Trauma and emotional trauma are such an underexposed factor that impacts heart health. It’s also a bridge. It’s a connector between sort of the spirit, the emotional, and the physical heart. When we talk about emotional trauma and the impact that it’s having on biology, that’s the core of mind-body medicine. So, it’s hugely important, and it does fall under this category where we talk about stress.
I think that that word is such an overused word. I think a lot of people know of stress. They know that stress is bad for them. I think a lot of people realize stress is really bad for the heart, but we have a superficial understanding about the word stress. People may associate it with getting too many emails, or too many to-do things on the list, or too many phone calls, too much work pressure.
When we talk about stress a bit more deeply, adult stress is big things like going through relationship difficulties, divorce, job stress, physical accidents. That is getting a bit deeper, and it’s a bigger understanding of the word stress. But most people don’t realize the greatest source of stress in their life most likely came from emotional trauma in childhood, and it’s just not understood very well. So, this is kind of the area that I focus on, and I’m trying to get the word out about how that can be, and where the studies came from, and so on.
Stress as a result from childhood trauma
Yeah. Where this sort of research and understanding came from was done by the CDC, the Center of Disease Control in the U.S., and Kaiser Permanente. They started studies in the mid-1990s where they started to look at the level of emotional trauma in childhood, and correlated it with diseases and illness onset in later life. And at the time when they started the studies, these were huge studies. 17,500 adults replied. These were landmark studies.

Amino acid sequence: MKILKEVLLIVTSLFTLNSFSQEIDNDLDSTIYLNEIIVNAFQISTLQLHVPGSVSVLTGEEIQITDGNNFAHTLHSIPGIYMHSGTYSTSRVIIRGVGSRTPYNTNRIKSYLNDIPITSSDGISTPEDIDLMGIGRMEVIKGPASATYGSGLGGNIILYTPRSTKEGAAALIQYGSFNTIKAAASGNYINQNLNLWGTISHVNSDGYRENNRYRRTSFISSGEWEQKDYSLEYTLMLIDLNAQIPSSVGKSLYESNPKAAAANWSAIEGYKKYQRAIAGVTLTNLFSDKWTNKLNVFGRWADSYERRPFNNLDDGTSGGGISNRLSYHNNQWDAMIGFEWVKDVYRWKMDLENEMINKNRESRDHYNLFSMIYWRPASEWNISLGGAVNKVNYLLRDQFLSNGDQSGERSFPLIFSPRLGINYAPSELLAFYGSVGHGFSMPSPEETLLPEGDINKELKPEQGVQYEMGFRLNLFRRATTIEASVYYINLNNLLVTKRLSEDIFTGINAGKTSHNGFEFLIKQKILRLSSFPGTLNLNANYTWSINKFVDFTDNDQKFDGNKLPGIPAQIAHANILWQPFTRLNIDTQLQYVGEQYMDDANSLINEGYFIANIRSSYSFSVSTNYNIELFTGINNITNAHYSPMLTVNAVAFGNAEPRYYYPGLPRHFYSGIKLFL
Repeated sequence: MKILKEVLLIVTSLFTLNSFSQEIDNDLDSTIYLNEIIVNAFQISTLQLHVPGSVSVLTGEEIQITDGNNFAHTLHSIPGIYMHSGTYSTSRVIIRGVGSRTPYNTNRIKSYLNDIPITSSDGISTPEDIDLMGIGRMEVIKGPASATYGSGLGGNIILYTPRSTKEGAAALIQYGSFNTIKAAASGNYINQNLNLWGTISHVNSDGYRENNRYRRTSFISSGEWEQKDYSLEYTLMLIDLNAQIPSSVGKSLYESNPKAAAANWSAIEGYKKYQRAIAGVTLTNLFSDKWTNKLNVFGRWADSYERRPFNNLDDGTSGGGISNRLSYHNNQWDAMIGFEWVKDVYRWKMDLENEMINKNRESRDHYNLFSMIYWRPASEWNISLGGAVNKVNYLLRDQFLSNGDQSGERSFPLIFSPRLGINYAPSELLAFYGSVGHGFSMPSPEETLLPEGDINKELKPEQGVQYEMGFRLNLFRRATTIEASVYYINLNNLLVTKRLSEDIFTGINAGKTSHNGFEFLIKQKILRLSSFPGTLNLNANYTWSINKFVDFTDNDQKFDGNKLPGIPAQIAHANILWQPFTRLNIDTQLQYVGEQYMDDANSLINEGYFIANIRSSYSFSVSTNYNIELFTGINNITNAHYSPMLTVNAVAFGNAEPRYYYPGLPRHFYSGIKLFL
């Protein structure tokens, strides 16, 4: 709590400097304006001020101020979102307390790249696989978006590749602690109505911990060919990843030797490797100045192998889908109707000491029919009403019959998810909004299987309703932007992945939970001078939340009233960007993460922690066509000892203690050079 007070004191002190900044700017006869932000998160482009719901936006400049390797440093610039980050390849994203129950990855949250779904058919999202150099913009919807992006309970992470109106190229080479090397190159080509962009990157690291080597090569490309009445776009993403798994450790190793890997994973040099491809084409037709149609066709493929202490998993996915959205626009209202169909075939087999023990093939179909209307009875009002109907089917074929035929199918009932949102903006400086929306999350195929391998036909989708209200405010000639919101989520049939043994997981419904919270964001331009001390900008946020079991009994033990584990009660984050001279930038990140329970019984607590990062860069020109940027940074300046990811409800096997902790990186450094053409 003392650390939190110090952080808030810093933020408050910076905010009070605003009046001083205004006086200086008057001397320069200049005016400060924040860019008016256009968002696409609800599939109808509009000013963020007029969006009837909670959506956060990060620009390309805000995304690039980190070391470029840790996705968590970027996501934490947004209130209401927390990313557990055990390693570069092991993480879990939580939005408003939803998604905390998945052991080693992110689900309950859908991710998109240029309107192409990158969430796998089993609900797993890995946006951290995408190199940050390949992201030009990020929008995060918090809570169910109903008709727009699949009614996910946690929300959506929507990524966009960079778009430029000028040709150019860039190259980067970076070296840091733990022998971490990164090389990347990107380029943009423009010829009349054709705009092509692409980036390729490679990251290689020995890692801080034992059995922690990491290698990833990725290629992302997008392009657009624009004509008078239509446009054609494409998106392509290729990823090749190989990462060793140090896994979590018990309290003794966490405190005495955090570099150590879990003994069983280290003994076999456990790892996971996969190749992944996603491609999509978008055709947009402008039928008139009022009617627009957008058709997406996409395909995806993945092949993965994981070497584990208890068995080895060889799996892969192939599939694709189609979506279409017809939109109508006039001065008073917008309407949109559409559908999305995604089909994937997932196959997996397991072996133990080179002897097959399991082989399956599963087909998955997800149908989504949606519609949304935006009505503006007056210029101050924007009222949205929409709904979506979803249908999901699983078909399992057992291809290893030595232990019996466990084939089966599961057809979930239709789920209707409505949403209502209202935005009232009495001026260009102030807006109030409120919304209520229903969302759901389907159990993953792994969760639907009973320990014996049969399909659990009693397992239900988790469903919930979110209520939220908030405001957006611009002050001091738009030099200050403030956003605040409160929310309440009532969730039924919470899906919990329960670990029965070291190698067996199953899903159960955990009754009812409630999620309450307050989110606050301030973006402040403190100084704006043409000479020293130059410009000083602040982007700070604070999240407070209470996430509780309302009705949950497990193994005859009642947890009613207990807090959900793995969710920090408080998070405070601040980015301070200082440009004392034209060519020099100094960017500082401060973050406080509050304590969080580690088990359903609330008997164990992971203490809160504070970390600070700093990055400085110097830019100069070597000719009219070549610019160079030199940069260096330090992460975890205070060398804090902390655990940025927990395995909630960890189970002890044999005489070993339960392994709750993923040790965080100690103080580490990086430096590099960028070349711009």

At the time, they picked up ten categories of sort of emotional trauma that they knew about, they understood, and there was some research already on them. It was things like parents separating or divorce, physical, sexual, or emotional abuse, physical and emotional neglect, domestic violence, mental illness in the family, substance abuse, or incarceration by a related family member.
We’re not talking about failing a test. It’s fairly serious trauma. But the key was 67% of all adults have at least one ACE. More than sort of 80% of that group had two. They found if you had a high level of these adverse childhood events—ACEs for short—you had a traumatic increase risk of 7 of the top 10 causes of death. And if, for example, if you had six ACEs, you have a 20-year reduction in lifespan.
If you had kind of four ACEs, you had an increased risk of things like chronic obstructive pulmonary disorder of 2.5 times higher, cancer was 2.5 times higher, being suicidal was 12 times higher, and depression is over four times higher. But the key one is if you had eight ACEs, you were 3.5 times more likely to have heart disease in later life, the biggest killer in the world today.